How to Do Negative Pressure Tests on SCUBA Regulators

How to Do Negative Pressure Tests on SCUBA Regulators
Checking out your regulator prior to diving just makes good sense. In a very literal sense, your regulator is your life line. It is your source for air underwater. A malfunction can result in several nervous minutes and a shortened dive at best or serious injury or death at worst. Negative pressure checks are something most SCUBA divers have done and just have not been familiar with the term.

Instructions

Difficulty: Easy

Things You’ll Need:
  • Buoyancy compensation device Submersible pressure gauge Alternate air source (Octo) First stage regulator Second stage regulator
  • Buoyancy compensation device
  • Submersible pressure gauge
  • Alternate air source (Octo)
  • First stage regulator
  • Second stage regulator
Step 1
Connect your regulator rig to the scuba tank as you were taught in your certification class. Connect your buoyancy compensation device to the regulator rig. Your second stage, alternate air source and submersible pressure gauge should already be connected to the first stage. If they are not or if you have questions on how to assemble your gear, consult your dive master for proper assembly.
Step 2
Open the valve on your SCUBA tank. Check your pressure gauge to ensure the tank is full. Listen for sounds of hissing air that might indicate a leak.
Step 3
Insert your regulator into your mouth as you would while diving. Apply negative pressure to the regulator by inhaling through your mouth. This should cause the regulator to activate and let you easily inhale low pressure air from your tank. If the regulator is functioning properly, it should stop supplying air when you stop inhaling. If air continues to flow after you stop inhaling, your regulator is not functioning properly and must be serviced and inspected by a professional before use.
Step 4
With the regulator still in your mouth, slowly exhale through your mouth. It should allow you to exhale without releasing air.
Step 5
Repeat steps 3 and 4 with your alternate air source regulator.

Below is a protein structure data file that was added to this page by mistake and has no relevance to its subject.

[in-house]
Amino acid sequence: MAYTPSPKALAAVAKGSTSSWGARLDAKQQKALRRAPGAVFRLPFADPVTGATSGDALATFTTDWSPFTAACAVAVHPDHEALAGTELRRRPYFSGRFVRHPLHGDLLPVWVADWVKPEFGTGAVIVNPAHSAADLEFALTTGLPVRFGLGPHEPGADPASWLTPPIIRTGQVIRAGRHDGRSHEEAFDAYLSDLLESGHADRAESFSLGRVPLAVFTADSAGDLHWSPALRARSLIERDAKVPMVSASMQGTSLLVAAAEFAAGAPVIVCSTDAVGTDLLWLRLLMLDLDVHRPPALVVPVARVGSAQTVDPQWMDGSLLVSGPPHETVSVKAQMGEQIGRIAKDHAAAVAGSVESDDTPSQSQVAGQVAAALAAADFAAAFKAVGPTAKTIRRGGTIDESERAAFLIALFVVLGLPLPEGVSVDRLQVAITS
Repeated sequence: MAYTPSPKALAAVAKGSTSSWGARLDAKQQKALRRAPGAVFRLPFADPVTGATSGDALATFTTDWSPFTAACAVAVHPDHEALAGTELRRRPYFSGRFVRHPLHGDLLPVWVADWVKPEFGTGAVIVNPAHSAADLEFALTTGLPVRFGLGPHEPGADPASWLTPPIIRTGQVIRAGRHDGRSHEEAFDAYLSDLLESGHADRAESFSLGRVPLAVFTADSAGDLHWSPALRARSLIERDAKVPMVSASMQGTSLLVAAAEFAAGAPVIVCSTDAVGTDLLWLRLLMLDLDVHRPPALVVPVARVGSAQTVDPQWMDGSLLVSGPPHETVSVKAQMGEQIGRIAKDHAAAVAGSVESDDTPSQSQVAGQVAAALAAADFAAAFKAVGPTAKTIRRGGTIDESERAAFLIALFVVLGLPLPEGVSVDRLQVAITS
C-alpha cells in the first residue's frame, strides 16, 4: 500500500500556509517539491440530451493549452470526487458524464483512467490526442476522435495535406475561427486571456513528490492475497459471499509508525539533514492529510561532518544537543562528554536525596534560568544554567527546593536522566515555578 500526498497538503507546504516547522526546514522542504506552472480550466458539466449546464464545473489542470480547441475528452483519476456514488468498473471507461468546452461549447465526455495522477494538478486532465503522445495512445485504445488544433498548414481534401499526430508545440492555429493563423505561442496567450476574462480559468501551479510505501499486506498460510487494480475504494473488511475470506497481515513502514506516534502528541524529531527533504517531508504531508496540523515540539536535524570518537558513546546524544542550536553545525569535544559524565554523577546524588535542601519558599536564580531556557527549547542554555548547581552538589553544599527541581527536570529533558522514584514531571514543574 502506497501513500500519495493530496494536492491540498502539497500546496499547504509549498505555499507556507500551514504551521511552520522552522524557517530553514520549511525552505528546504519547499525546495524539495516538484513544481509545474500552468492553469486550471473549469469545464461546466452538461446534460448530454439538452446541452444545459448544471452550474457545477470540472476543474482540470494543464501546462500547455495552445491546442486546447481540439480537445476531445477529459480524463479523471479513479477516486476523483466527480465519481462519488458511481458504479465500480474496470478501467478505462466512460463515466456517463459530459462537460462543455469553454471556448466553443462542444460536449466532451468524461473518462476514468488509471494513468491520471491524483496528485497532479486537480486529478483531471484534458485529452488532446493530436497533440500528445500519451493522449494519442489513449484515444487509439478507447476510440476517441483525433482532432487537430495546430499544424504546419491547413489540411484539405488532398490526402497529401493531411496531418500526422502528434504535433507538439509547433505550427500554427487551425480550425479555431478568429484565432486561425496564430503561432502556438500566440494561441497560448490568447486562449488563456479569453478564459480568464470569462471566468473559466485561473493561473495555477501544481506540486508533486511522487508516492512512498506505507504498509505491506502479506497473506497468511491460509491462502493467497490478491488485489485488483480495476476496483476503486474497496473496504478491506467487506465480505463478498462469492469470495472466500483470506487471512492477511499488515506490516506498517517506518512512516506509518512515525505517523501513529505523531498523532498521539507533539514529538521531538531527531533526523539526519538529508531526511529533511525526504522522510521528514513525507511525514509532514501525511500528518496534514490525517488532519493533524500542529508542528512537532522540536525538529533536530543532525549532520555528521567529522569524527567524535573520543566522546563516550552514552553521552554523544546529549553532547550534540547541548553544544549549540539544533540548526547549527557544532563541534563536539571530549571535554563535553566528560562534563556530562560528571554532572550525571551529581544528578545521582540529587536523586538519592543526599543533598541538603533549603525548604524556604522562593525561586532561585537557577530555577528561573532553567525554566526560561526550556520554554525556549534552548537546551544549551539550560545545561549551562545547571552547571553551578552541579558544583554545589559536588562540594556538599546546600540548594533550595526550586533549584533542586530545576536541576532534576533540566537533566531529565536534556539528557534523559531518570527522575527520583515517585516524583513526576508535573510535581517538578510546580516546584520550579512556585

Tips & Warnings

 
When you inhale during your negative pressure check, taste the air as well to ensure it is suitable for diving. Bad or odd-tasting air may be a sign of a contaminated air supply and you should not dive with this tank.
 
When you inhale during your negative pressure check, taste the air as well to ensure it is suitable for diving. Bad or odd-tasting air may be a sign of a contaminated air supply and you should not dive with this tank.
 
Even with well-maintained gear and quality training, diving can be dangerous. Only dive using equipment that has been inspected and serviced in accordance with the manufacturer's service interval recommendations. Failure to do so can result in equipment failure, which can lead to serious injury or death.
 
Even with well-maintained gear and quality training, diving can be dangerous. Only dive using equipment that has been inspected and serviced in accordance with the manufacturer's service interval recommendations. Failure to do so can result in equipment failure, which can lead to serious injury or death.

Article Written By Diane Hansen

Diane Hansen has a thirst for adventure and loves to share the world through the written word. Currently, she is the feature editor for "TRAVELHOST" magazine and is working on her first novel. She graduated from Cal State San Bernardino in 2002 with a B.A. in business administration with a concentration in marketing. She has been writing freelance since 1996.

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